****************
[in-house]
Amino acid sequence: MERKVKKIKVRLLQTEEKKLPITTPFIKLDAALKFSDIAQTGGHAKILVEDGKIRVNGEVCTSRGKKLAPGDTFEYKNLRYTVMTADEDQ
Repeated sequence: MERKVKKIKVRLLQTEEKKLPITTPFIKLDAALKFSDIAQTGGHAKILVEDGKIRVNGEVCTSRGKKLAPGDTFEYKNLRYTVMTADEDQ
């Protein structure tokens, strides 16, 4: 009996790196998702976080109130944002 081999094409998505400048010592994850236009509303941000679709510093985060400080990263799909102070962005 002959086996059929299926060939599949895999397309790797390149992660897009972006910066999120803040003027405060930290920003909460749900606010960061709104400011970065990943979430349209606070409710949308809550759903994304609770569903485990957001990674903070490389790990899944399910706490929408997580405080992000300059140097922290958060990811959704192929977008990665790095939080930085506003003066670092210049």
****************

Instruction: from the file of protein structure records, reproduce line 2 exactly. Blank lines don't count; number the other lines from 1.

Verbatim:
Amino acid sequence: MERKVKKIKVRLLQTEEKKLPITTPFIKLDAALKFSDIAQTGGHAKILVEDGKIRVNGEVCTSRGKKLAPGDTFEYKNLRYTVMTADEDQ